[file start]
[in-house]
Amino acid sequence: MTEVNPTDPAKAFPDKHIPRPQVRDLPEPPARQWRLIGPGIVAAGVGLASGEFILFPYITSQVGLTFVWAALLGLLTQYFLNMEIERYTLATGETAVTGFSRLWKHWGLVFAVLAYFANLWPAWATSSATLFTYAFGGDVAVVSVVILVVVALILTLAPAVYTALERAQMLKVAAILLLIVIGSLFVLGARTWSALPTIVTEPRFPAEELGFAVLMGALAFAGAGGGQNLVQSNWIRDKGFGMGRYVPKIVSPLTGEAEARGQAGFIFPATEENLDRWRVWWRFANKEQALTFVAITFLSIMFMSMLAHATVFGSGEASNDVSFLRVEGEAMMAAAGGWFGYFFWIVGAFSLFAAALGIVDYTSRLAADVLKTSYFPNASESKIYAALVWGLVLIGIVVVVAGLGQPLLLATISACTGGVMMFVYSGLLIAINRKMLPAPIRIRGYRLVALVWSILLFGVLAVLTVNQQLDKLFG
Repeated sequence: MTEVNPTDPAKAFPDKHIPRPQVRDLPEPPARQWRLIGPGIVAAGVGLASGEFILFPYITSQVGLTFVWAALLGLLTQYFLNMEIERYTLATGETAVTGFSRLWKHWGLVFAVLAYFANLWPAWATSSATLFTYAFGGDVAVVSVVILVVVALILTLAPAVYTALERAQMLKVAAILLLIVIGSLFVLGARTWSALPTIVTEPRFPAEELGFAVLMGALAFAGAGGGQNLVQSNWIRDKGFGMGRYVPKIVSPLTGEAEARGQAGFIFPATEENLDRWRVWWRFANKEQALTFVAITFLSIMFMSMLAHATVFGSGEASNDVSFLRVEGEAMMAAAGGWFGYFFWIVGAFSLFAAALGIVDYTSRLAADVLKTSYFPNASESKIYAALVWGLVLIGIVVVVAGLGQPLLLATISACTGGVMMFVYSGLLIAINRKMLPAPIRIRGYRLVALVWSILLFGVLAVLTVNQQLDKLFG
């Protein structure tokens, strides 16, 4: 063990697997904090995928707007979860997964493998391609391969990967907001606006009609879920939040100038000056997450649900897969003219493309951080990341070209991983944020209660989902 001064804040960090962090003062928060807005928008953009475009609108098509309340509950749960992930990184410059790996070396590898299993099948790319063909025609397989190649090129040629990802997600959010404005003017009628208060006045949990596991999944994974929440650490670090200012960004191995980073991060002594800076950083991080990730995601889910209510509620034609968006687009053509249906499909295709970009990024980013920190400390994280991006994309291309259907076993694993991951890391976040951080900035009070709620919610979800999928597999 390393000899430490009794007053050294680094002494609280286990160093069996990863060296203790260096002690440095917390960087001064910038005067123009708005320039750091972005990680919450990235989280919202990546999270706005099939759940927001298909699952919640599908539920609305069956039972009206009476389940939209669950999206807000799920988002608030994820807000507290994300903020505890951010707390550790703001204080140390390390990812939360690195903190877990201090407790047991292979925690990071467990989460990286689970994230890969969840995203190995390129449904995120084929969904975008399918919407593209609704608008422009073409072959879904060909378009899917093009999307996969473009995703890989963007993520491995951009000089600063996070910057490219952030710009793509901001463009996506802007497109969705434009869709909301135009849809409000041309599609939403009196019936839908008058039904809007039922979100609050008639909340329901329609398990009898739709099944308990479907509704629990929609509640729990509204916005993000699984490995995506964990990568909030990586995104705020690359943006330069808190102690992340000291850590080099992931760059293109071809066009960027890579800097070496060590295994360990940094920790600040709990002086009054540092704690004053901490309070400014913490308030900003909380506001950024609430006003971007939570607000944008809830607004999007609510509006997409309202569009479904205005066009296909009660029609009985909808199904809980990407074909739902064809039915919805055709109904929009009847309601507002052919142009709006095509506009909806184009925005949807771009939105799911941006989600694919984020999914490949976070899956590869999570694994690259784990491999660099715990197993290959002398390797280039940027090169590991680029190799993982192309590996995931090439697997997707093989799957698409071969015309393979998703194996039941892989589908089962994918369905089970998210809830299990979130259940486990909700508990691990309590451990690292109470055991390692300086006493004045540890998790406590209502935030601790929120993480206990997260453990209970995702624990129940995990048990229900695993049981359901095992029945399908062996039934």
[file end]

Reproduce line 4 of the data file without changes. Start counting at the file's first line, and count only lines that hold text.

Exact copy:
């Protein structure tokens, strides 16, 4: 063990697997904090995928707007979860997964493998391609391969990967907001606006009609879920939040100038000056997450649900897969003219493309951080990341070209991983944020209660989902 001064804040960090962090003062928060807005928008953009475009609108098509309340509950749960992930990184410059790996070396590898299993099948790319063909025609397989190649090129040629990802997600959010404005003017009628208060006045949990596991999944994974929440650490670090200012960004191995980073991060002594800076950083991080990730995601889910209510509620034609968006687009053509249906499909295709970009990024980013920190400390994280991006994309291309259907076993694993991951890391976040951080900035009070709620919610979800999928597999 390393000899430490009794007053050294680094002494609280286990160093069996990863060296203790260096002690440095917390960087001064910038005067123009708005320039750091972005990680919450990235989280919202990546999270706005099939759940927001298909699952919640599908539920609305069956039972009206009476389940939209669950999206807000799920988002608030994820807000507290994300903020505890951010707390550790703001204080140390390390990812939360690195903190877990201090407790047991292979925690990071467990989460990286689970994230890969969840995203190995390129449904995120084929969904975008399918919407593209609704608008422009073409072959879904060909378009899917093009999307996969473009995703890989963007993520491995951009000089600063996070910057490219952030710009793509901001463009996506802007497109969705434009869709909301135009849809409000041309599609939403009196019936839908008058039904809007039922979100609050008639909340329901329609398990009898739709099944308990479907509704629990929609509640729990509204916005993000699984490995995506964990990568909030990586995104705020690359943006330069808190102690992340000291850590080099992931760059293109071809066009960027890579800097070496060590295994360990940094920790600040709990002086009054540092704690004053901490309070400014913490308030900003909380506001950024609430006003971007939570607000944008809830607004999007609510509006997409309202569009479904205005066009296909009660029609009985909808199904809980990407074909739902064809039915919805055709109904929009009847309601507002052919142009709006095509506009909806184009925005949807771009939105799911941006989600694919984020999914490949976070899956590869999570694994690259784990491999660099715990197993290959002398390797280039940027090169590991680029190799993982192309590996995931090439697997997707093989799957698409071969015309393979998703194996039941892989589908089962994918369905089970998210809830299990979130259940486990909700508990691990309590451990690292109470055991390692300086006493004045540890998790406590209502935030601790929120993480206990997260453990209970995702624990129940995990048990229900695993049981359901095992029945399908062996039934």